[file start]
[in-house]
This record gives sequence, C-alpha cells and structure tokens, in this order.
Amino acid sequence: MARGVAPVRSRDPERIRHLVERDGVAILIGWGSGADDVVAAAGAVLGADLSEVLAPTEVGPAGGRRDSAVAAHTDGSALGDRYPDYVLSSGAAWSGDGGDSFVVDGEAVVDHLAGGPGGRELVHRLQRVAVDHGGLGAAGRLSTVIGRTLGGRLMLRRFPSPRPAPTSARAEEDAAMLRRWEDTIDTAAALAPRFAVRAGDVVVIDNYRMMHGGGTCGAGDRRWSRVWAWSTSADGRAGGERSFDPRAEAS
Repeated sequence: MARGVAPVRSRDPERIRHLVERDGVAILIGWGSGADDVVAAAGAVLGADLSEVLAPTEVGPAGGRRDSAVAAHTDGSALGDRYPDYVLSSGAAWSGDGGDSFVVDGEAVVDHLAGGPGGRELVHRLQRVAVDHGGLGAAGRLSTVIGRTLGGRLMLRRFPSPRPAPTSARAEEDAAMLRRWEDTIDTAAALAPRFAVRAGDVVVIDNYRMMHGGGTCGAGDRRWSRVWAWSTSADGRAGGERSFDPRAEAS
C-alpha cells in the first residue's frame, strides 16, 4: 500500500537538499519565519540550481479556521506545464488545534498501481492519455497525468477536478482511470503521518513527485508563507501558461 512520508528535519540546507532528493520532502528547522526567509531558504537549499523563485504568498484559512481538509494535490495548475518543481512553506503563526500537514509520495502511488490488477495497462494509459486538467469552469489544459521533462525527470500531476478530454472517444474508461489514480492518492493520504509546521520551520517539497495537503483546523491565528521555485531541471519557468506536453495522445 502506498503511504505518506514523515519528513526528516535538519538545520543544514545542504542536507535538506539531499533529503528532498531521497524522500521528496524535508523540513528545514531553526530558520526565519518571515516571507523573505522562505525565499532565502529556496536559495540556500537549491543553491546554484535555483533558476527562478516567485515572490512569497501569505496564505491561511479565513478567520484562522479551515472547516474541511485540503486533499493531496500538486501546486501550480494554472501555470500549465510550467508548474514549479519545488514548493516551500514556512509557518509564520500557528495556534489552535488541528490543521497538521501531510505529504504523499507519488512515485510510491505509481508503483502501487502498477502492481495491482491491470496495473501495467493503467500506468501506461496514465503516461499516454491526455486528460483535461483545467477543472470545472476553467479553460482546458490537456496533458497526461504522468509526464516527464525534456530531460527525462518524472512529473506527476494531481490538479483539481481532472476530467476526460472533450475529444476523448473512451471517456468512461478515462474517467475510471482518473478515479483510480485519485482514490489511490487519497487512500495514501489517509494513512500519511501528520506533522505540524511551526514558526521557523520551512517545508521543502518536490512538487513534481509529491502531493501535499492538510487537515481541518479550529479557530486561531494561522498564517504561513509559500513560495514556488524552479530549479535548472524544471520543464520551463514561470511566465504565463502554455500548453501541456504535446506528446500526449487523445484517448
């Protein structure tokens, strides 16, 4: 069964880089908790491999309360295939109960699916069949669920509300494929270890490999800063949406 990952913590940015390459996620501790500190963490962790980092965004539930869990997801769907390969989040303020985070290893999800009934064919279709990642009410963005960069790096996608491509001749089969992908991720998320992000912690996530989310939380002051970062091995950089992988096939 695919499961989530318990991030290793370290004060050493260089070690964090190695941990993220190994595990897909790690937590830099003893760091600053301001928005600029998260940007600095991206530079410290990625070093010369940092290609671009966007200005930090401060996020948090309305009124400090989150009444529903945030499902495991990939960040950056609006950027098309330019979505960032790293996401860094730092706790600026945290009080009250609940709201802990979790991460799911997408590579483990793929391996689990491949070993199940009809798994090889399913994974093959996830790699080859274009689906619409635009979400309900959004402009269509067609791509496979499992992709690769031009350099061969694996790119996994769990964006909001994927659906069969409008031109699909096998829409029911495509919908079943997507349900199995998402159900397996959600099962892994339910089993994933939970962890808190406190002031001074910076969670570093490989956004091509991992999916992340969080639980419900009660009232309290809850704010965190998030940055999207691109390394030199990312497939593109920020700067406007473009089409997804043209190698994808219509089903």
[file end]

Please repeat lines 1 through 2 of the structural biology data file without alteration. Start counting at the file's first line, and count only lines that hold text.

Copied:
[in-house]
This record gives sequence, C-alpha cells and structure tokens, in this order.